Considering Local perspectives
Scrolling through listings or visiting open houses in different parts of the United States, one might see homes looking very much the way they look on an average Tuesday. Towels hang off-kilter, mismatched furniture obstructs pathways, personal items out – someone is living life there. No one is hiding it. In other areas, namely ours, one might enter, either digitally or in person, what looks to be a showroom. “Do people LIVE here???” is a common first-time homebuyer quote. It’s called staging.
Sometimes the answer is yes, sometimes no, but it is likely that the individuals behind the picture-perfect abode spent time and money staging their home because:
- The return on investment is documented
- They want to be competitive in their market center. (insert an image of an unstaged home and staged home)
Staging is intended to make a home attractive
Yes, but more so, it is intended to attract buyers. In this way, staging and interior design have opposing foundational intentions. Interior design aims to express the individual and reflect a perspective; staging aims to depersonalize a space while offering an “average” buyer access to imagining a life on the inside without being distracted or put off.
Moreover, housing markets in which home staging is common may even offer up subcategories of staging styles. This is where interior design and staging meet back up again as the staging is targeted towards a certain demographic.
Because so many buyers of our locale hale from urban areas – NYC, Brooklyn, Queens, Jersey City, and Hoboken, effective staging will lean toward the particular brand of neutral dictated by those areas at this point in time.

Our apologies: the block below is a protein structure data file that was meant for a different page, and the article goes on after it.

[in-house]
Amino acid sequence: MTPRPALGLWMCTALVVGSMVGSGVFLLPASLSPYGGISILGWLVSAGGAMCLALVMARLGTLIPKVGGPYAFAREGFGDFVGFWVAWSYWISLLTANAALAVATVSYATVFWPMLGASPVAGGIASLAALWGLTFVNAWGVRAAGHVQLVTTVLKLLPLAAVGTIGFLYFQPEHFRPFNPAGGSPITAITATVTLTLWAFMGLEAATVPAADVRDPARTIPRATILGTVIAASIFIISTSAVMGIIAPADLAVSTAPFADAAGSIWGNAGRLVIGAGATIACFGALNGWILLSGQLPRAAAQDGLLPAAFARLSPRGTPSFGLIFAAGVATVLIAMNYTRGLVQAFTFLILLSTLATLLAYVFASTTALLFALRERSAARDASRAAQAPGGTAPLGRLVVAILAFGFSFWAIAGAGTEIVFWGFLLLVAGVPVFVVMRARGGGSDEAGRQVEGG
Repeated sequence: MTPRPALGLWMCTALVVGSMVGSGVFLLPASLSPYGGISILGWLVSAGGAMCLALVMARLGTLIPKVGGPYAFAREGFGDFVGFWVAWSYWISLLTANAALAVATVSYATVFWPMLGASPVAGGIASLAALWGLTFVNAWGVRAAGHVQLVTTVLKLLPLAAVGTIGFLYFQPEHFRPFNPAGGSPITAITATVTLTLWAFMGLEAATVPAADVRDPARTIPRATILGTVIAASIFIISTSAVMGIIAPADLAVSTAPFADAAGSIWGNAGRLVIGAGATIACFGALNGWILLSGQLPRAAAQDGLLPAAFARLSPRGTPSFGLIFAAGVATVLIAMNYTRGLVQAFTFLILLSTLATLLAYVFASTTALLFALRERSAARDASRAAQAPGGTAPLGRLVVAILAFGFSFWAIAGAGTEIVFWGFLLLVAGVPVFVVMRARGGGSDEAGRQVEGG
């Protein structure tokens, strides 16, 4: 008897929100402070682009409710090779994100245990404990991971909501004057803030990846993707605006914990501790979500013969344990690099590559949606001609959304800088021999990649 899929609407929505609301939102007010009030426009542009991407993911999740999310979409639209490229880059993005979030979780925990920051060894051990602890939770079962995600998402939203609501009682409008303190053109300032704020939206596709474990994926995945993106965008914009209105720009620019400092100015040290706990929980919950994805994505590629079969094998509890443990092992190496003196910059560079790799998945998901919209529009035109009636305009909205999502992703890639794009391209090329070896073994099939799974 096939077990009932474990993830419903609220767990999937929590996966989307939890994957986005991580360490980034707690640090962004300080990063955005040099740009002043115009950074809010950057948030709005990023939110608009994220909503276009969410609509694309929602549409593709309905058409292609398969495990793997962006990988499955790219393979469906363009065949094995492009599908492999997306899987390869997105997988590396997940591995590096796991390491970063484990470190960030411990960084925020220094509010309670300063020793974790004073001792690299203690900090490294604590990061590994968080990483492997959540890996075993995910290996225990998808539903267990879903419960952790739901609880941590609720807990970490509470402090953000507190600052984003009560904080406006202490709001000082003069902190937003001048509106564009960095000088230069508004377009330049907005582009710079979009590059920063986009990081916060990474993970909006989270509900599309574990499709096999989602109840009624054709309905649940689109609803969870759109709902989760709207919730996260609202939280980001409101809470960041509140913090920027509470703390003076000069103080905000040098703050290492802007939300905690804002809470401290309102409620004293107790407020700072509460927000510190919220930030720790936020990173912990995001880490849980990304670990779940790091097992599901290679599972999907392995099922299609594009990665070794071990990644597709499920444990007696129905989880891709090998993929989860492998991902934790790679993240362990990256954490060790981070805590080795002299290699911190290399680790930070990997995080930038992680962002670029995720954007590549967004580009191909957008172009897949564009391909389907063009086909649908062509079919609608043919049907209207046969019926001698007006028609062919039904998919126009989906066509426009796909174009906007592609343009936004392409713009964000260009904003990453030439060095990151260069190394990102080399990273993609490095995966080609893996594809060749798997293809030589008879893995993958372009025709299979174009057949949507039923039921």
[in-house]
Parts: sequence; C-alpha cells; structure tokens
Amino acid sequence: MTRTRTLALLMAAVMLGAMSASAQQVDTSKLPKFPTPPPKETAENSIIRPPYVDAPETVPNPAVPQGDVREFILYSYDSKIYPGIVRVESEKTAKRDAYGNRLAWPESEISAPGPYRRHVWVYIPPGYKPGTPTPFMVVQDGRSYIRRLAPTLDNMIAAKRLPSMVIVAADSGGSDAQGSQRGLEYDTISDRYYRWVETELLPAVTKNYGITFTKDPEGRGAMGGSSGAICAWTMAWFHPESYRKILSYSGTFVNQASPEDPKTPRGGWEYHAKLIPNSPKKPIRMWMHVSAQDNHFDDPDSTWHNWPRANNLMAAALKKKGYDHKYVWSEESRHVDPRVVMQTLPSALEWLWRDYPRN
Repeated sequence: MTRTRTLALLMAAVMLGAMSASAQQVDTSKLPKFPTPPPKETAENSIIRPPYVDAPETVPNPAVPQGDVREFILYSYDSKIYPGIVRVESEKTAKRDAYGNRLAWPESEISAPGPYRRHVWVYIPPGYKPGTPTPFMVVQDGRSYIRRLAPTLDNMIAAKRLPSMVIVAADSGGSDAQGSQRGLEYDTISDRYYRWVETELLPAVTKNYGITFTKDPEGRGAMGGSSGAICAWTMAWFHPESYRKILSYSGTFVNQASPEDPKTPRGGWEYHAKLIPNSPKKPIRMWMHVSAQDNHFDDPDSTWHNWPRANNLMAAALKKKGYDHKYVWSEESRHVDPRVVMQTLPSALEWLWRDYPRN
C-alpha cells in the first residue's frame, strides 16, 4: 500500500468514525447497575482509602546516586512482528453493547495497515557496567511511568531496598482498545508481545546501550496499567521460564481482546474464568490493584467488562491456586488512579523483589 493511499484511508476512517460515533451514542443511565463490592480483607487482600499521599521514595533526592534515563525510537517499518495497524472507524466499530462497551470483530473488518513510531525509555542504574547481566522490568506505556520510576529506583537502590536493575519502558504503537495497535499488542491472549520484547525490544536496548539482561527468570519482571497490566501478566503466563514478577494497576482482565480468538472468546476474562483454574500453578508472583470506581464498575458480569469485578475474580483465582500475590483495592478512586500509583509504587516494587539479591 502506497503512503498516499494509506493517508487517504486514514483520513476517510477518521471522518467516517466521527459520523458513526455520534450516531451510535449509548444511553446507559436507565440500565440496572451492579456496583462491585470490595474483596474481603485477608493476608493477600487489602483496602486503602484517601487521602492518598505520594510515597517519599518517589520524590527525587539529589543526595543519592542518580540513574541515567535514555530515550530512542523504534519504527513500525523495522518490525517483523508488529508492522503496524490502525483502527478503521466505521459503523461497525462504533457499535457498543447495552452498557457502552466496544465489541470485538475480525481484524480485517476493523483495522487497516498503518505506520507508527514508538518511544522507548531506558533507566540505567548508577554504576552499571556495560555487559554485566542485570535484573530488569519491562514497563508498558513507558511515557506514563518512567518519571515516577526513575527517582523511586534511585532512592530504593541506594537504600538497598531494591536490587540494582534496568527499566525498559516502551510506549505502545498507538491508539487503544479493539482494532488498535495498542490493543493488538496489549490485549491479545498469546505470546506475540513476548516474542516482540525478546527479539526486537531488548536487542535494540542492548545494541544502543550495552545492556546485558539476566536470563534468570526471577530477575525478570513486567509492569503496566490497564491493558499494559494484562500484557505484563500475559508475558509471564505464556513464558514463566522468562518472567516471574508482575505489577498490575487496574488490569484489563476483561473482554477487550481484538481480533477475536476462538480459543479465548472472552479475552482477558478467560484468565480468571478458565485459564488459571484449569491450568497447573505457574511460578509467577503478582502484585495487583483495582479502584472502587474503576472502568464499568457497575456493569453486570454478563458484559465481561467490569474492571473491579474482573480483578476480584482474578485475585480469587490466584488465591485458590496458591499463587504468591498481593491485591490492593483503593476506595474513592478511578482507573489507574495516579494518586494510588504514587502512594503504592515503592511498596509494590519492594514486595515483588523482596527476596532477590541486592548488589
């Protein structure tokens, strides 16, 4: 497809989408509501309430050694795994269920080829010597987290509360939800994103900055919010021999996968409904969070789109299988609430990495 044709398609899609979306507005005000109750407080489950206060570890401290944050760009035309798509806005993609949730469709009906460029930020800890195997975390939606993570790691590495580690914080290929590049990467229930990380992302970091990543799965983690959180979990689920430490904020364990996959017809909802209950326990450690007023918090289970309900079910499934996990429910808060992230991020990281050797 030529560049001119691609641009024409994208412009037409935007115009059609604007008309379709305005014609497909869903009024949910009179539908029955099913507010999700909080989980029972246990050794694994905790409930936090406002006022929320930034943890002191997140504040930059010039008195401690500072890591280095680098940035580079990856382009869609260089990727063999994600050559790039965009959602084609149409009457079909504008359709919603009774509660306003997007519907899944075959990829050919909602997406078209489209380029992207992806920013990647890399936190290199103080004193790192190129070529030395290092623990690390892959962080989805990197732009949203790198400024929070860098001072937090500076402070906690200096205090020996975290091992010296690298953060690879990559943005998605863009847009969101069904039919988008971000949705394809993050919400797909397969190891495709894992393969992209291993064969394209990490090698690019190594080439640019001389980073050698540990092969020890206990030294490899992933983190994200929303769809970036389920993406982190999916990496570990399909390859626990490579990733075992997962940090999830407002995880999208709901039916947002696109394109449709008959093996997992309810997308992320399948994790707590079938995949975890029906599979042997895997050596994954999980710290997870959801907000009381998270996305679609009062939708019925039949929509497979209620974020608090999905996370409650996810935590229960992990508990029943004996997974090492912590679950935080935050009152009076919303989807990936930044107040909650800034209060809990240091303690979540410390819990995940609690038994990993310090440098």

The data Says…
While data says that staging supports a successful sale, could staging styles that are incongruous with the market’s specific aesthetic actually have an adverse effect? Might using furniture and accents equivalent to a painting of a ship in the Sears clearance rack create a cheap and out-of-touch vibe, turning some buyers off? Maybe that example is too obvious, but might there be more subtle staging scenarios that quietly sabotage a home sale, or at least, don’t work effectively. It would be interesting to see market stats of comparable staged inventory with different staging styles in the same market center…maybe this is research for NAR!
In summary, staging a home is a consideration for Sellers, especially if the Seller lives in a market that typically stages its inventory – staging practices or the lack thereof have everything to do with the lay-of-the-land. If you are planning to sell your home in our Essex County commuter area, staging is recommended, but also consider the stylistic p.o.v. of the Stager as it relates to the buyers who will be viewing your home.
No, You don’t have to break the bank
Finally, keep in mind that there are different tiers of staging with different price points and levels of effort that suit different seller needs and circumstances – you don’t have to break the bank or your back in order t amplify your home’s appeal. It is about being judicious in order to sell your home for the most amount of money in the shortest amount of time.